the 3rd Degree and the profession of H.A.B., who was not an
architect. The link in the operative features of Freemasonry
between Egypt and the modern Craft is probably, as Bro.
Ward suggests, (21) through the Comacine Brotherhoods
and the builders of the cathedrals.
(b) The Origin of the Modern Ritual.
Although the antiquity of the ceremonies comprising the
essence of the masonic ritual is thus well established, there
can be no doubt that a large proportion of the ritual itself is
foreign to them and is of comparatively recent introduction. A
brief review of the later history of the Craft, as far as it is
known, is therefore necessary.
The year 1717, when the first Grand Lodge was founded,
formed a turning point in the modern history of the Craft.
Before this period Freemasonry was little more than an
operative body observing certain ancient forms, mostly
derived from Sun-worship, and possibly embodying the last
remnants of Druidism. This operative body differed from
other similar associations of craftsmen in the possession of
these forms and in that it welcomed non-operative members
to a greater extent than they; these "gentlemen-masons"
were admitted at once to full participation in the secrets of
the Craft, (22) the apprentices being, latterly at any rate, all
operative members. The Freemasons of the Middle Ages,
also, were probably architects rather than stone-masons,
and there is no doubt that the operative members of the
Craft were artists rather than artisans. The prefix "free" was
not peculiar to Masonry and other guilds called themselves
Free Carpenters, Free Sewers, Free Vintners, Free
Dredgers, Free Miners, and so on; it meant that the member
of any of them was free to exercise his trade by virtue of due
service and qualification. (23)
In the latter end of the seventeenth century it would appear
that the numbers of nonoperative members increased, and
early in the following century the great wave of prosperity
commenced which placed Freemasonry on a different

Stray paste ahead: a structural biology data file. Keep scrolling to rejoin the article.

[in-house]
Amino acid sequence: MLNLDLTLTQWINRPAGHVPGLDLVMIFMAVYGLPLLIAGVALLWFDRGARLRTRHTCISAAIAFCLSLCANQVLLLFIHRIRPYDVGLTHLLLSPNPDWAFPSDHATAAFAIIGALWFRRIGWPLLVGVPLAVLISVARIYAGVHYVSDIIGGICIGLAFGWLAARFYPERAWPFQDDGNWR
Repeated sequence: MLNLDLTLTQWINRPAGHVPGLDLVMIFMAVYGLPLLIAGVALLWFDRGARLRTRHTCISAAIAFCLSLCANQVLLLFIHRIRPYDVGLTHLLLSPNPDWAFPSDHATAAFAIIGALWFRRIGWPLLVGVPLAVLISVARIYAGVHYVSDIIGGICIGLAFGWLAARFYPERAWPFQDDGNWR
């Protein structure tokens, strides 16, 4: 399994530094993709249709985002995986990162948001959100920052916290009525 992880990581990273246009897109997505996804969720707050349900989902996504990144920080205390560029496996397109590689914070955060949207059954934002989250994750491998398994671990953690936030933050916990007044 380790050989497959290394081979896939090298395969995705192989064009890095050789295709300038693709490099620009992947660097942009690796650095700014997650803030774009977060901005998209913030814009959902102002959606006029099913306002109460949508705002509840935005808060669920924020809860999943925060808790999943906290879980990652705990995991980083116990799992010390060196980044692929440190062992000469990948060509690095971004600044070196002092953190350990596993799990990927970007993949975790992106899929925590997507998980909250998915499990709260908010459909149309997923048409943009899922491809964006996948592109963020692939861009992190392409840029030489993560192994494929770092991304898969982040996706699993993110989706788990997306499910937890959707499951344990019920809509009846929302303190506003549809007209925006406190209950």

footing from all its fellow societies. Apparently at this time
there was a general revival of mysticism, as represented by
other societies of more religious or magical character, both
in England and on the Continent, and it is probable that our
modern ritual is to some extent the product of a grafting on
to Freemasonry of the features of some of these. It was
probably at this period that the ceremonies tended to
assume more of a religious character and the practice arose
of searching the Old Testament for customs similar to
Masonic ones and of interpreting the latter in their light, thus
giving to "heathen" rites an odour of sanctity acceptable to
neophytes professing the established religion, - the age old
practice of finding new explanations for ancient but
incomprehensible customs. It would be at this period that the
Bible was introduced as part of the "furniture" of the Lodge,
which, in the English Constitution, eventually led to the
abolition of the altar or Cubic Stone in the Craft Lodges ;
then, too, the story of the b..g of K.S.T. and of the t.. of B..
(24) were adopted as exemplifying the earliest recorded
work of masons. By a natural transition biblical notabilities
were soon claimed as having been Freemasons, particularly
those concerned in the b..g of K.S.T., which gradually
became identified with Freemasonry to the exclusion of the
t.. of B...
It is said that the third degree containing the ancient mystery
of d. . and r. . n was added to Craft Freemasonry about the
year 1720, (25) though others state that it formed part of the
ceremonies at a much earlier date. It was probably derived
from one of the descendants of the ancient higher mysteries
and was adapted to the legend of H.A.B. in order to bring it
into conformity with the remodelled ritual: it is said that the
Hiramic legend was taken from a Jewish MSS. in the
University Library of Cambridge which was published at the
end of the 17th Century. (26) Whatever its immediate source
there is, as we have seen, no doubt as to the antiquity of the
custom of making the i..e personify a victim.